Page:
Murray M. Spain
Bernard Spain, Dollar Express
Co-founded with his brother

Biography

Murray Spain faced an early career dilemma when he graduated from the Fox School as an accounting major in 1965. “I knew I didn’t want to go into accounting,” Mr. Spain recalls. “I really didn’t like it; however, accounting provided me with the perfect tools to succeed in business.” He chose accounting simply because it had been the major of his big brother Bernard, who by then owned two Spain’s Cards & Gifts shops. As Mr. Spain recalls, “Bernie said to me, ‘Why don’t you join me and we’ll see what we can do together?’ They were the most wonderful words I’d ever heard.” The Spain brothers built Spain’s Cards & Gifts to 25 stores, and later, they grew their business into the Dollar Express chain, with 106 stores and $155 million in revenues when they sold the company in 2000. The two brothers worked closely together, sharing the same office, frequently signaling instructions to each other while negotiating on the phone. Although they hadn’t originated the dollar-store concept, “We were better,” says Mr. Spain. “I think you see that a lot in successful businesses. You don’t have to be the first. Just try to be the best.” It was the same story in the early 1970s, when the brothers enjoyed tremendous success and media fame by making “Have a Happy Day” merchandise decorated with the iconic round “smiley” face. Although they didn’t create the original design, they are credited with creating the smile fad. They out-produced and out-hustled competitors, selling an estimated 5 million buttons and sales of $2-3 million for mugs, T-shirts, posters, and dozens of other products. Mr. Spain has returned to the Fox School frequently for visits, and the Spain brothers sponsor the Grand Prize award for the annual Be Your Own Boss Bowl® (BYOBB). The brothers were awarded Temple University’s first-ever Entrepreneurial Excellence Award in 1991. Shortly after winning Entrepreneurs of the Year in the Delaware Valley in 1999, the Spain brothers sold Dollar Express and retired. “When we sold the company, I was not a happy guy,” he says. “I loved retail and I had seller’s remorse.” Almost 20 years later, he still occasionally dreams about Dollar Express: “But the interesting thing is, I never dream about the problems.”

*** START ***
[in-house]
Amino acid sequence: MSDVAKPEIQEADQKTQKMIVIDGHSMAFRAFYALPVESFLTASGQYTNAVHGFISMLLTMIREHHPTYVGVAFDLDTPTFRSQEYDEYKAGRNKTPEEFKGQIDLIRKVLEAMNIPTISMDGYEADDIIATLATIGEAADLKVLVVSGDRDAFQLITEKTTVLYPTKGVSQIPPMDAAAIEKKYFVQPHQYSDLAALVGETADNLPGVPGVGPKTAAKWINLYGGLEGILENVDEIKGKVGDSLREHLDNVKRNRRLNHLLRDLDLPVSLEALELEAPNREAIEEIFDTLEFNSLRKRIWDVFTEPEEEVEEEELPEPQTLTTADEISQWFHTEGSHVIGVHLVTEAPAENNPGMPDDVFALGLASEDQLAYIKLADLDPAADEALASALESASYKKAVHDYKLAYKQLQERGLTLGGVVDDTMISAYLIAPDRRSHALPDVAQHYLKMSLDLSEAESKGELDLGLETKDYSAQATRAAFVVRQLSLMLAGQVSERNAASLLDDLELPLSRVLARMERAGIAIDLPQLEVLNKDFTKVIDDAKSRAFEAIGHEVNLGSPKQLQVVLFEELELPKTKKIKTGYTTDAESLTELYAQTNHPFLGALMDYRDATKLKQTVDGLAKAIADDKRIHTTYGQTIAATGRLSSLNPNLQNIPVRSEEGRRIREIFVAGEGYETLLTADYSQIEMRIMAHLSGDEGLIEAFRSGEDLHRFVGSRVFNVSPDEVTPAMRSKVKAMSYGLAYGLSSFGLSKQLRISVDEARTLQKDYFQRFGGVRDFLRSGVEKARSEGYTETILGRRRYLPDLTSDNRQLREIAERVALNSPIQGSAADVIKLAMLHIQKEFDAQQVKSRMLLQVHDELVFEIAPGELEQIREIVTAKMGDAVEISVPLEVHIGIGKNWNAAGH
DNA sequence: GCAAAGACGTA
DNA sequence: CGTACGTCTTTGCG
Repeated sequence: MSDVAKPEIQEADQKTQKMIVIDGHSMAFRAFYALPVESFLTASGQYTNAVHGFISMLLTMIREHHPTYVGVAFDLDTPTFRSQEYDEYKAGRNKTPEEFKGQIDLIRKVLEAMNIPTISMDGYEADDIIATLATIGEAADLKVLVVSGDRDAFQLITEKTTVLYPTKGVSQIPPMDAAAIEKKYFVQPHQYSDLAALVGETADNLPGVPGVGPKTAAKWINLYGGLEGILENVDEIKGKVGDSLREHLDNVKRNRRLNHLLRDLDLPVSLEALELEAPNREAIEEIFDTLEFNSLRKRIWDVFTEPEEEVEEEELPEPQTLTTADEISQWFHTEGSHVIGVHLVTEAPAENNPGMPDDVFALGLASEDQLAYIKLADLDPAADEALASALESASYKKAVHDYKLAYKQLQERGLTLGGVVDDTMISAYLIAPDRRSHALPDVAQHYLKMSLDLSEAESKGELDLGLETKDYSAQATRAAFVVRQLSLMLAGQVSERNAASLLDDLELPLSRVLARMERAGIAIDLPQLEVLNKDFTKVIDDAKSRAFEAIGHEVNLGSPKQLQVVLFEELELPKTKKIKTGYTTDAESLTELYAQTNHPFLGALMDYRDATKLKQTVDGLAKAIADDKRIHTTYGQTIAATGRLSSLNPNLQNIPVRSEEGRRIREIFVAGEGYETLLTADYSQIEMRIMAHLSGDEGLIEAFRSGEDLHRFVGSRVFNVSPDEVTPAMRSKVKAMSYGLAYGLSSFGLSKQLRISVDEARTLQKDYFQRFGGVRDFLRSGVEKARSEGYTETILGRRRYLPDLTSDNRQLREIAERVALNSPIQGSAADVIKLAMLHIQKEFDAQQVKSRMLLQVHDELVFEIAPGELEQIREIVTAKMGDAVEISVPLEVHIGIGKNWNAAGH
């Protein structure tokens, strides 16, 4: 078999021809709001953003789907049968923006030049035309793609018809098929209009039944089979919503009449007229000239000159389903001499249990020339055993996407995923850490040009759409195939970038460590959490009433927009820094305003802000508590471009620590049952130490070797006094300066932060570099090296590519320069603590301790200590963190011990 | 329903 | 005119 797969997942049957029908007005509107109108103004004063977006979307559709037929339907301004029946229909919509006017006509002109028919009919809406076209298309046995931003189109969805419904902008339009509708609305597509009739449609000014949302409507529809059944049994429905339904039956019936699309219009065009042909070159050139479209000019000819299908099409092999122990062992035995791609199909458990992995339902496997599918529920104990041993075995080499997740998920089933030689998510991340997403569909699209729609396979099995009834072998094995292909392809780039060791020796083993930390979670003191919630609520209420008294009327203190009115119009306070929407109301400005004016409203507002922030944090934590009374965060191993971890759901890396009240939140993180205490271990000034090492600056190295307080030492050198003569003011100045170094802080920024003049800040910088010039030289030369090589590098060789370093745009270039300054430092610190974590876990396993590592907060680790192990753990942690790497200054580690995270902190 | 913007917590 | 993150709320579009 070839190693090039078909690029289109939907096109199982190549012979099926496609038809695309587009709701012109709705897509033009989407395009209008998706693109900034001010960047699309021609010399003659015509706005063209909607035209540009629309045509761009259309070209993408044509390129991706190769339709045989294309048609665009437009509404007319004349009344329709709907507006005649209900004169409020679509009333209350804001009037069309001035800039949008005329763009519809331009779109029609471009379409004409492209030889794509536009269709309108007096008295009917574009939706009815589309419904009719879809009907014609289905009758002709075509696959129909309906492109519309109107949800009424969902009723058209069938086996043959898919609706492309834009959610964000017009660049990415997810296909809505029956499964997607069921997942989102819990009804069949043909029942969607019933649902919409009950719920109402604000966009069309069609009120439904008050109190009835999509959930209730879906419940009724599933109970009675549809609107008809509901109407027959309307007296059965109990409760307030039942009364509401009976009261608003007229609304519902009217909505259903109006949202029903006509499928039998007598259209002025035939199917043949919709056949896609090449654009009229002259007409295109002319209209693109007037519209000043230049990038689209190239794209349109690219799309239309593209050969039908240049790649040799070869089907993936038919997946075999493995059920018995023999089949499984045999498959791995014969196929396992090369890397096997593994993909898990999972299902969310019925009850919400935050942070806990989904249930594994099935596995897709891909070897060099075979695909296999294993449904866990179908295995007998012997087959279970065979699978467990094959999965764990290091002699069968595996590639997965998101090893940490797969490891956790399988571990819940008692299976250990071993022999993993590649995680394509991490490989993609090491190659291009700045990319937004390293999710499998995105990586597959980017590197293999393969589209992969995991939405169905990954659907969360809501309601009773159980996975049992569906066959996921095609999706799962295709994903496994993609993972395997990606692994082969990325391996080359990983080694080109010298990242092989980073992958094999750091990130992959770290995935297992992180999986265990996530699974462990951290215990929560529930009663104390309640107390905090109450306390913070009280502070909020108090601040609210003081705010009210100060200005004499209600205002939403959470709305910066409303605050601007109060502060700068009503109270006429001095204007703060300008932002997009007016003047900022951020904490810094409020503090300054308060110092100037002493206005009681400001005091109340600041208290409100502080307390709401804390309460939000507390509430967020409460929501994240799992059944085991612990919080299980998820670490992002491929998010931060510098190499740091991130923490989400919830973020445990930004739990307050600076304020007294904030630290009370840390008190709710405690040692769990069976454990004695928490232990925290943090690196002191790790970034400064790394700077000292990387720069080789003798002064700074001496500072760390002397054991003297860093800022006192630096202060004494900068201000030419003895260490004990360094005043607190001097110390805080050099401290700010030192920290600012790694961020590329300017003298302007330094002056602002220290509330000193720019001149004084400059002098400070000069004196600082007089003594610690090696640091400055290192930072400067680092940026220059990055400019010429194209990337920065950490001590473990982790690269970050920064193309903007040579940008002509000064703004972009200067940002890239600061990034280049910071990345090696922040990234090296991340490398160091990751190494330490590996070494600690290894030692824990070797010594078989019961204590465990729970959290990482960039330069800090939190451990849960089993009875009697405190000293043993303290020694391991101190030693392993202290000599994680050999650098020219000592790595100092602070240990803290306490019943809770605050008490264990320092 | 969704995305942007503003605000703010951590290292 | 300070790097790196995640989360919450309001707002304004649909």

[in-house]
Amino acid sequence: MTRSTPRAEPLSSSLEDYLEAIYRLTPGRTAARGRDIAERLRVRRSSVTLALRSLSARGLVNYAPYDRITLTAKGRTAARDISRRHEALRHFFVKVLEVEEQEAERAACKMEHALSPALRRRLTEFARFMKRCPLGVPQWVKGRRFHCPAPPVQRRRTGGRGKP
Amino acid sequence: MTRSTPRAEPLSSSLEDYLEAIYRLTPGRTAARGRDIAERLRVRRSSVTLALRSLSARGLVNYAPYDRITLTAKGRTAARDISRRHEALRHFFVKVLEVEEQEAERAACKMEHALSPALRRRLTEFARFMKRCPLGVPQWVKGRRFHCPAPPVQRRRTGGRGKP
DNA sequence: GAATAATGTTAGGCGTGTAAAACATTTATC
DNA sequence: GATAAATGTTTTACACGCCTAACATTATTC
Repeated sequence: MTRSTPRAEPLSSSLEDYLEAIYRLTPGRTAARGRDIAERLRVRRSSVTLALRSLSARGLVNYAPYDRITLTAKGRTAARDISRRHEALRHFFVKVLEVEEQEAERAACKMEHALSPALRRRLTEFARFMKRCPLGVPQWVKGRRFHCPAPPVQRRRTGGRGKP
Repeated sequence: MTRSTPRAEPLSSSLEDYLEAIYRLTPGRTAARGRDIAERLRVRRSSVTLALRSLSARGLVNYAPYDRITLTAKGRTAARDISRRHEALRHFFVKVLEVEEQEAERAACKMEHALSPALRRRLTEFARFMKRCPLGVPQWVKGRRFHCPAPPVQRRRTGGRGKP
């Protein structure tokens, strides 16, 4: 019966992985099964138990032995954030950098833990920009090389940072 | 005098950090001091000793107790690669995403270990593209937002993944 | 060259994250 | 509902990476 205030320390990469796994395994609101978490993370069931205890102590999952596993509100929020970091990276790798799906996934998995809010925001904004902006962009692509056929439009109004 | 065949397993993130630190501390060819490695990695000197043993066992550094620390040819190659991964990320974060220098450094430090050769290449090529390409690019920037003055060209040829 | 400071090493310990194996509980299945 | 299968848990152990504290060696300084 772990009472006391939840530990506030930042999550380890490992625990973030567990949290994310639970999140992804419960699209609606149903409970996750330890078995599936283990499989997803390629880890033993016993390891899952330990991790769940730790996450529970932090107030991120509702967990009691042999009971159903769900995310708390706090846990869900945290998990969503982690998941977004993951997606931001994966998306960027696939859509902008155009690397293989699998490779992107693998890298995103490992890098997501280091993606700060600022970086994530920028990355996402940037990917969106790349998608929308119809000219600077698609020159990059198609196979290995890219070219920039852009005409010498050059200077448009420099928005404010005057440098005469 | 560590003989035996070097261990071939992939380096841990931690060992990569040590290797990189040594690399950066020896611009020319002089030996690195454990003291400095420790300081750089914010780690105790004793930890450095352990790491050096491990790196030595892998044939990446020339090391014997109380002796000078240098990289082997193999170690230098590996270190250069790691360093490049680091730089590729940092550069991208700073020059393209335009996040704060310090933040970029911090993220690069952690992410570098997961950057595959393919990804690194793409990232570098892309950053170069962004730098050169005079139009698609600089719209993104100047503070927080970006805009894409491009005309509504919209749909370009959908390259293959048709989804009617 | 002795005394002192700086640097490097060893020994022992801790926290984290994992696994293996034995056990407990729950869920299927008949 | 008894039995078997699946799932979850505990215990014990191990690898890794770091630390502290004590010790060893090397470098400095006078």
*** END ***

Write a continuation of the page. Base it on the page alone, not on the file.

Temple University Degree
Bachelor of Science ’65, Fox School of Business

Temple University Awards & Affiliations

  • Sponsor, Grand Prize of the Be Your Own Boss Bowl (BYOBB)
  • First-ever Entrepreneurial Excellence Award, Temple University, 1991

What I wanted to be when I was 20 years old
I wanted to be wealthy. When I was 20 years old, that meant to me, specifically, earning $25,000 a year (in 1963, of course).

Best piece of advice anyone ever gave me
The best advice anyone ever gave me was to not be satisfied with the status quo in business. The cliché, “Standing still is to move backward,” is applicable here. Also, it is important to grow to satisfy key employees financially and emotionally; as they do well, so do you.